The Kensington School Committee met last evening, when there were present— Messrs Cole /chairman), Allan, C/arnn, Eolla.Frebbles. Trevena, and M‘Laren. —The head-master reported that the number of pupils at present on the roll was 420, the average attendance 371, while the highest attendance had been 385. —Mr M'Labek drew the attention of the Committee to the fact that there was a large pool of filthy, stagnant water in close proximity to the school. This, he coneidered, was detrimental to the interests of «bo school and to the good health of the attending pupils, and as he bad heard
typhoid was prevalent in the district, some action should at once be taken, It was decided to write to the Caversham Borough Council and Mr Edmund Smith, laotor of the Presbyterian Church (upon whose property the nuisance existed) asking that immediate steps be taken_ to remedy the existing evil.—The Visiting Committee reported having visited the school during the past month and found everything to their satisfaction. Messrs Cailia and Allan were appointed the Visiting Committee for the ensuing month.—Mr M Laken considered that the Committee should, as far as lay in their power, give every assistance to the headmaster and his assistants, and encourage them in their duties. Ho was sorry about the matter of the head-master selling school books to pupils.—Mr Allan understood that the head-master did not make it a rule to sell books to pupils. He only sent for them when they were urgently required.—Mr Colb thought that, in any case, it was an extremely wrong thing for him to sell books to the pupils at all.—Mr Allan : He only sends for them when they are urgently wauted ; that is a very different thing.—Mr Cole : A very wrong thing. The head-master had stated that ho considered the matter entirely outside the affairs of the Committee), but he (Mr Cole) thought that Mr Moore should carry out the expressed wish of the Committee and discontinue the practice. Other schoolmasters did notact as Mr Moore had acted ; if they did, they would soon have a large number of booksellers on every committee, There was a provision of the Education Act bearing upon the matter, ho was s ure. —Mr Cafein ; I should very muchlikotoscoit, —Mr Cole : You shall see it, sir: either you or lam in the wrong. Mr Mooro has only to carry out the wishes of this Committee in the matter.—Mr M'Laren: Ob, but all schoolmasters are sensitive, you know. (Laughter.)— MtCole reminded members that they were placed in the position of committeemen by the householders, and it was only right that when an evil existed they, as a committee, should remedy it.—Mr Allan said that when the inspector noticed one pupil reading from another’s book, and spoke about it, the head-master did not like it, and naturally would send for a lesson book for the pupil. —Mr Cole : Well, the pupils should get their books from the booksellers.—Mr Allan : Yes ; but they won’t do it.—Mr Cole objected to persons being debarred from making a livelihood. He had obtained information from respectable booksellers, and had been informed that a splendid profit was made out of it.—Mr Tkevena thought that Mr Mooro had little confidence in the Committee.—Mr Allan : Oh, I don’c think that such is the case.—Mr Trevena : Well, he has been hampering the Committee in these little things.—The discussion then terminated, and the question of pen-and-ink supply was mentioned. Surprise was expressed at the largo number of pens used, and Mr Cole intimating that he intended compiling a comparative statement of the number of and amount received from pupils for pens, etc., used at the Kensington and other schools, the meeting terminated. The monthly meeting of the Arthur street School Committee was held last night, and attended by Messrs E. N. Adams (chairman), A. Burt, P. M'Grcgor, H. Crawford, and W. M‘Adam. Tfe head master wrote forwarding a cheque for L 7 9s, being part of the proceeds collected by the school children in aid of the gymnasium funds. Ho also reported that the average attendance on September 2 was as follows: —Boys, 305 ; girls, 244; total, 549.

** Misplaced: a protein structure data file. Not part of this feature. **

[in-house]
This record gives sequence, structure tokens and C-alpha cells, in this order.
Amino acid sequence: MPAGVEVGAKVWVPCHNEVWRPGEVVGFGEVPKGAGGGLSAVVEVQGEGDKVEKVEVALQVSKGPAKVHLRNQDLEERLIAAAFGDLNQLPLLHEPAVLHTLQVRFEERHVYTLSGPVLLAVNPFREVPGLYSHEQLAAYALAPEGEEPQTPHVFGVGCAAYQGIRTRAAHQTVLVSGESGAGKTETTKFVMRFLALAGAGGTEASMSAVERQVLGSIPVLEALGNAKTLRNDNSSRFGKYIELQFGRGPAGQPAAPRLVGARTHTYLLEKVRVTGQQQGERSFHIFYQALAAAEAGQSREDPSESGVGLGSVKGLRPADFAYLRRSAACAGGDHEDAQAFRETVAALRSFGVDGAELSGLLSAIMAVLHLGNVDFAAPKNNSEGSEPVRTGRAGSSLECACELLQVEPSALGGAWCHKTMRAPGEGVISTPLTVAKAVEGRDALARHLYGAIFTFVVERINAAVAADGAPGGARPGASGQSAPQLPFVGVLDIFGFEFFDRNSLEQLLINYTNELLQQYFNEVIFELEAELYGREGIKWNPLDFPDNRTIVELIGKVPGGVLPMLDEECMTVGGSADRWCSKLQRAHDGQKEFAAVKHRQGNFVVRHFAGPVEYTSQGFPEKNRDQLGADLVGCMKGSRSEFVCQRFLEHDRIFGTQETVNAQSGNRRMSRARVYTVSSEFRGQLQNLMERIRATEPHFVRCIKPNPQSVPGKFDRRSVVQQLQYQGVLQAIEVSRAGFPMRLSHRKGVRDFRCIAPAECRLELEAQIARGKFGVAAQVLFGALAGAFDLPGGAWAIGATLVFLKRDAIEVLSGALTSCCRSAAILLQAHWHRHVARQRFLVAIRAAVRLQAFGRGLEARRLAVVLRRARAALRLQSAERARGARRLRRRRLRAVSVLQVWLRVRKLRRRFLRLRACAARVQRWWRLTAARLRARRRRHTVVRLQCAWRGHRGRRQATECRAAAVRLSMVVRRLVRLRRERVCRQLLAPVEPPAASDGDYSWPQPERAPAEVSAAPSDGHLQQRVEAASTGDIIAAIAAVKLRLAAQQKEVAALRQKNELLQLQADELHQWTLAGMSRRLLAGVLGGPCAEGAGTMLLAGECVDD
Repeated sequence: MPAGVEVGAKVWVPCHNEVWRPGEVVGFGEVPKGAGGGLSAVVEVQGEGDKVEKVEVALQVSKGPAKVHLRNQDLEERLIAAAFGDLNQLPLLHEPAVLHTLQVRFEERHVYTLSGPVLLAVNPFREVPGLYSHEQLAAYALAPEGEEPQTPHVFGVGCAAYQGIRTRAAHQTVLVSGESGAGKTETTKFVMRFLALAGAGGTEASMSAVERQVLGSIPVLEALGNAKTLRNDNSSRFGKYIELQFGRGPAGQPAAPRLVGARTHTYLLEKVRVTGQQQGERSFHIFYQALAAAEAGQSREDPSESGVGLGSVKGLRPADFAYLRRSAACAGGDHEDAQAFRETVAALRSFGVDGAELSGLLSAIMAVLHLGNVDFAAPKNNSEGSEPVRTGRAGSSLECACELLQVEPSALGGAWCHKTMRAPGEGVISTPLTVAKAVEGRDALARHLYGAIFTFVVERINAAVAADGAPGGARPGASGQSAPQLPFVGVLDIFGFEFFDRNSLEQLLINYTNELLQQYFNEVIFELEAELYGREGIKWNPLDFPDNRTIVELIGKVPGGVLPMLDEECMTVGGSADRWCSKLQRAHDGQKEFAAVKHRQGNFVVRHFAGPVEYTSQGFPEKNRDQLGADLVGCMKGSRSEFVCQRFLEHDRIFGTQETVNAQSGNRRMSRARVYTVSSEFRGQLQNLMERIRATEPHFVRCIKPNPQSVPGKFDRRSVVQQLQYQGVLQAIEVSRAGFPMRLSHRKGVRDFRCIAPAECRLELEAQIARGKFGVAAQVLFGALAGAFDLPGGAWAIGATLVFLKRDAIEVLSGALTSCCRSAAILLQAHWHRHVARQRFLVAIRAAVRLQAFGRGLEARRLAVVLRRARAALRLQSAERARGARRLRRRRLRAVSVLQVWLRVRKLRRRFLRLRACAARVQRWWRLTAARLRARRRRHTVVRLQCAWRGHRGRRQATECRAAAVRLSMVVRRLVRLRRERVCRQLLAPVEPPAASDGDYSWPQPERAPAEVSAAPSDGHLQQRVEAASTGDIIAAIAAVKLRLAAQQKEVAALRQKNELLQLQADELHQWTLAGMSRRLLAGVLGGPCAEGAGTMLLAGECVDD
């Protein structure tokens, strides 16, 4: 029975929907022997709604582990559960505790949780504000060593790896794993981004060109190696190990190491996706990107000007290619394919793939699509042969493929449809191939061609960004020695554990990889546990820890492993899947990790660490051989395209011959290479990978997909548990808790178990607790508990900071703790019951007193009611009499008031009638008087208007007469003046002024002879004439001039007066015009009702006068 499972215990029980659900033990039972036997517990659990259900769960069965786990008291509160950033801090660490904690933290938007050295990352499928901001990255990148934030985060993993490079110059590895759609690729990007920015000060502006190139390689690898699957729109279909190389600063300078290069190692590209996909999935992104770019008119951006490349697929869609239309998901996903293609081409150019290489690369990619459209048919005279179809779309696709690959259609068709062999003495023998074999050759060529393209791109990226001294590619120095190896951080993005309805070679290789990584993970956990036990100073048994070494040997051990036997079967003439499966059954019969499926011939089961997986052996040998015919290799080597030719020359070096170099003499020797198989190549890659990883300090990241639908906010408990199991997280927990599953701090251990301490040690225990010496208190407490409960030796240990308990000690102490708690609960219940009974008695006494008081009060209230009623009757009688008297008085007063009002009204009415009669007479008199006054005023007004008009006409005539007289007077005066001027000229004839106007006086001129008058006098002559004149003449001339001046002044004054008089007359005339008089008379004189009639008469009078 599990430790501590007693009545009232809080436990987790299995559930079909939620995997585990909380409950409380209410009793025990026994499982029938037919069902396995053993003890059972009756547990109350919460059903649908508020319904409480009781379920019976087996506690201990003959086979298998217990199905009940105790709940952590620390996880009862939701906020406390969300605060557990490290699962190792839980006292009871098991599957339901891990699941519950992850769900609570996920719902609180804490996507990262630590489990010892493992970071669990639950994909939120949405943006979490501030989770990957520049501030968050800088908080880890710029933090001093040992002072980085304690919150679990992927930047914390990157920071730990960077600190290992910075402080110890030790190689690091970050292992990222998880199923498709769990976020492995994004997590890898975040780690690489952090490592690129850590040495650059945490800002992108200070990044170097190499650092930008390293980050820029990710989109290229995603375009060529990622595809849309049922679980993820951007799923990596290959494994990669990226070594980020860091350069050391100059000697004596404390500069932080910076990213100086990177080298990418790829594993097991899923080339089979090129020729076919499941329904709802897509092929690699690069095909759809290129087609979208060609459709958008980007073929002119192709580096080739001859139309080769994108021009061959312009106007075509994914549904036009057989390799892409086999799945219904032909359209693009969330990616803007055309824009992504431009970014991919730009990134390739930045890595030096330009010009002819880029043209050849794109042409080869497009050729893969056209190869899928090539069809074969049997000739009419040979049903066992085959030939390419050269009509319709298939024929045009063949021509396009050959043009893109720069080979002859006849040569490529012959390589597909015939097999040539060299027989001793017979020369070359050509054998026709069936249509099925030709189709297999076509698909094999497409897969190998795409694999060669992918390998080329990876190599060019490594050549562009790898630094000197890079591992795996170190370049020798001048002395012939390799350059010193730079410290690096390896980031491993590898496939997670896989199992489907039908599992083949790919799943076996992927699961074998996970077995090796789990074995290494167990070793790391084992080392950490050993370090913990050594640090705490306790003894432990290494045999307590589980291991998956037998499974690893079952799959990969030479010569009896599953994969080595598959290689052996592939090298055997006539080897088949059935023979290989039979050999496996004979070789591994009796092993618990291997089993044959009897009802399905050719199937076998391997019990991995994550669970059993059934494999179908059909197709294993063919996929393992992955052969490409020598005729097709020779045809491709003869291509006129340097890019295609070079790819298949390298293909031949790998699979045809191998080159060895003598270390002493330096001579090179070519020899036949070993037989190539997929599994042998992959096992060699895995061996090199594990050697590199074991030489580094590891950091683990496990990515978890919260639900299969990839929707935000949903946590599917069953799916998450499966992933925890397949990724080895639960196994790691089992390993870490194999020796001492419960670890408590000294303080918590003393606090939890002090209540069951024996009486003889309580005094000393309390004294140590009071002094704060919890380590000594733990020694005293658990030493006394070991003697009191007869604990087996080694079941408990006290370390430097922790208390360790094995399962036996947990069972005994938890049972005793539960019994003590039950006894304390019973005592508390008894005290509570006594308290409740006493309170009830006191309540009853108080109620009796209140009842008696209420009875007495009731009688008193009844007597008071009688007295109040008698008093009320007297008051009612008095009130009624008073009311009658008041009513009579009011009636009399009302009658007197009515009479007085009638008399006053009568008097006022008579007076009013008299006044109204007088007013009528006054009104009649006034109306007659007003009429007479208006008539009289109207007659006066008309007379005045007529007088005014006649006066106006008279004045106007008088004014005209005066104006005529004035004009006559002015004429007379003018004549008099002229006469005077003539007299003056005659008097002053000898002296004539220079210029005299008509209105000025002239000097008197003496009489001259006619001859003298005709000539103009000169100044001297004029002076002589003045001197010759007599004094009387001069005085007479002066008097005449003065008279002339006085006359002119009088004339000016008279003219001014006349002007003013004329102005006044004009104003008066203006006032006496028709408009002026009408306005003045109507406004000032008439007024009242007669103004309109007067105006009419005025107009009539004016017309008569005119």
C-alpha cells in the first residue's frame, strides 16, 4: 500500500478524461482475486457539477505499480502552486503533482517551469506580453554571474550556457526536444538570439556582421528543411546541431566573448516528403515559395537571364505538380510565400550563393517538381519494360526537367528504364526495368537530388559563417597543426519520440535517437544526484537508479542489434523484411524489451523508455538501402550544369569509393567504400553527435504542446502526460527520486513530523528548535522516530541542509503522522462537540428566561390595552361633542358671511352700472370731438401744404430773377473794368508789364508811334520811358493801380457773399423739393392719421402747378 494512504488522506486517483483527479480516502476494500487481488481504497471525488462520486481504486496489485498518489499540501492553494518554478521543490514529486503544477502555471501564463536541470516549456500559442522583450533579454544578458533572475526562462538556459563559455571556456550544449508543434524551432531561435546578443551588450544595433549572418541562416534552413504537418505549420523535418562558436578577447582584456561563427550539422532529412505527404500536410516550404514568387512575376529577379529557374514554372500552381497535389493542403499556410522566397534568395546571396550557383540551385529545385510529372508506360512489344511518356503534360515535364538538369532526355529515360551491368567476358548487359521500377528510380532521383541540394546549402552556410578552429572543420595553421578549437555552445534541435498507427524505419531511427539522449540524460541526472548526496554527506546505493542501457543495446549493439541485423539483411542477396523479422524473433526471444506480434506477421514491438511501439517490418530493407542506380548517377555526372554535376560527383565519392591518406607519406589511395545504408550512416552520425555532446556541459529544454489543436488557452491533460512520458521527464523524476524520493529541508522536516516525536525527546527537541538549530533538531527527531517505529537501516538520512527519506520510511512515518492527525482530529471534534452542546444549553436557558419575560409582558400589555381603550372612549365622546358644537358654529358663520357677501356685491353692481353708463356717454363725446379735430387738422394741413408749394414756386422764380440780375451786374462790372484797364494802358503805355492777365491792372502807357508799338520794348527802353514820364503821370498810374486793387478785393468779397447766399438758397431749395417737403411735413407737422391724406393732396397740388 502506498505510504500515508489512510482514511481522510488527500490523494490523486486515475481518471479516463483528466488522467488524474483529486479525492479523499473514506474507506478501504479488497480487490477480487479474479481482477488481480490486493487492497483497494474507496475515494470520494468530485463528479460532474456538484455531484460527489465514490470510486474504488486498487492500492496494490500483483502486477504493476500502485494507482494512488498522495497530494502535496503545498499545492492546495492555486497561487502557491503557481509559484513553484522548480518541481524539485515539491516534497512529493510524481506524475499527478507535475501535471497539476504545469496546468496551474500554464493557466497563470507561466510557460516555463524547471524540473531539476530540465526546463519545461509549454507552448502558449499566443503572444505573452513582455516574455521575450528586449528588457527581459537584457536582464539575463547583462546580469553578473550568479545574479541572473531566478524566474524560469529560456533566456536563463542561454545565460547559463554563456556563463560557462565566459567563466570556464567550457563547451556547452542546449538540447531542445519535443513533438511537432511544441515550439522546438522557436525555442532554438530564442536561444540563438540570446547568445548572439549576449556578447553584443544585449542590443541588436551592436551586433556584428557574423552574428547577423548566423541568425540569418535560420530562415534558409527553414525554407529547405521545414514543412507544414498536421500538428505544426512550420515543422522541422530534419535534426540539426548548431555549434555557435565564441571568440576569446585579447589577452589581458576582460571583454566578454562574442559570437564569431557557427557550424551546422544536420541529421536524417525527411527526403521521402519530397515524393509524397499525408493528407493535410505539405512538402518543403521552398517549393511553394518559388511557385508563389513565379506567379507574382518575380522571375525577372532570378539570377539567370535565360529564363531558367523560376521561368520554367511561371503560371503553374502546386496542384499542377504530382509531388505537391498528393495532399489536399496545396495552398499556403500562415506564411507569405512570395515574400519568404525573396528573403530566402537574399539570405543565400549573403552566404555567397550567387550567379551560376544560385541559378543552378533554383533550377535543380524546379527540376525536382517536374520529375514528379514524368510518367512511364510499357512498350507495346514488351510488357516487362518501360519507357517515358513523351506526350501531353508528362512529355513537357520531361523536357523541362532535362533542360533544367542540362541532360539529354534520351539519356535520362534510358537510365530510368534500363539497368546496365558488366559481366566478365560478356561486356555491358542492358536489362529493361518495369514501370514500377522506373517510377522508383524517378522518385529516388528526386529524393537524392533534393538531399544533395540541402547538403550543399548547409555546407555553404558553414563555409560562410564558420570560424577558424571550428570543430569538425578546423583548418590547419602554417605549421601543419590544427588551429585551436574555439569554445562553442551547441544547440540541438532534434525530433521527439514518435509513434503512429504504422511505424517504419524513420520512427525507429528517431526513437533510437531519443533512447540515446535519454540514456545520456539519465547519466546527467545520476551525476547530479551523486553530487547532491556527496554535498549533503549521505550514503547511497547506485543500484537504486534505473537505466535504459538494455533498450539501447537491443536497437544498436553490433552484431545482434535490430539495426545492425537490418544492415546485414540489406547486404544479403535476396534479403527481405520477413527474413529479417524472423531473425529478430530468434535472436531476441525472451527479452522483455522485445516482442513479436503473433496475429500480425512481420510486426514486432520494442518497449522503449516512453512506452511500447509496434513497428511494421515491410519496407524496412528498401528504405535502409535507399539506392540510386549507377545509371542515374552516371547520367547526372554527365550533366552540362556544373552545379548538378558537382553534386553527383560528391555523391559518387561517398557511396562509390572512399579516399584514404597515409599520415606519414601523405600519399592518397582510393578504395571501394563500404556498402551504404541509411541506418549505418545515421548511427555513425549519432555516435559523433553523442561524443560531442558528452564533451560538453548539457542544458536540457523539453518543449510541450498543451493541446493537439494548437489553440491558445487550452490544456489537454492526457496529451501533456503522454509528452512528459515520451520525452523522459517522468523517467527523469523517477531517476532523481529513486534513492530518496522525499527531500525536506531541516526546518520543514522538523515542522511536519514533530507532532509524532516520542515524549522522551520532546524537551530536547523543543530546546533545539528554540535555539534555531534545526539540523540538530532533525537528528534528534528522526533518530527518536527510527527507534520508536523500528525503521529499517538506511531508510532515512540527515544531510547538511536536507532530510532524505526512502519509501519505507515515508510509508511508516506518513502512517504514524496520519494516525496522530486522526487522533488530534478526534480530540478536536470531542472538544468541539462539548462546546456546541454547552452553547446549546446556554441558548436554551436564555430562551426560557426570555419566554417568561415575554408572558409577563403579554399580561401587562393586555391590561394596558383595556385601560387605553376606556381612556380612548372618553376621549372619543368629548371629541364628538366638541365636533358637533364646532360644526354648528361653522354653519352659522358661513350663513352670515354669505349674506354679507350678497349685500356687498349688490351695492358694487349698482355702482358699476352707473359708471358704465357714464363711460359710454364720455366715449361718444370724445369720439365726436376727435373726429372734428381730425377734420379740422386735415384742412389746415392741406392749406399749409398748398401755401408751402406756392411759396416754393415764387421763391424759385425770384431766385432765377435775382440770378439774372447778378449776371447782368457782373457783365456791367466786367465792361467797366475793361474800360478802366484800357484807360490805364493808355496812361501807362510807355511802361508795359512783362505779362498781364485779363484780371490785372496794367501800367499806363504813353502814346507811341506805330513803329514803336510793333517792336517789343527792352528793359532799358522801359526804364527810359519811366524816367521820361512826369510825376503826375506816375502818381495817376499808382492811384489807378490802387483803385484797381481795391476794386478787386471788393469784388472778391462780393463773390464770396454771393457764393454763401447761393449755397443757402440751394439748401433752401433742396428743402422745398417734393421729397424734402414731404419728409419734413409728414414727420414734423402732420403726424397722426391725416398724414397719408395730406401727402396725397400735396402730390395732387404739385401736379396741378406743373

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SCHOOL COMMITTEES., Evening Star, Issue 8002, 3 September 1889
SCHOOL COMMITTEES. Evening Star, Issue 8002, 3 September 1889
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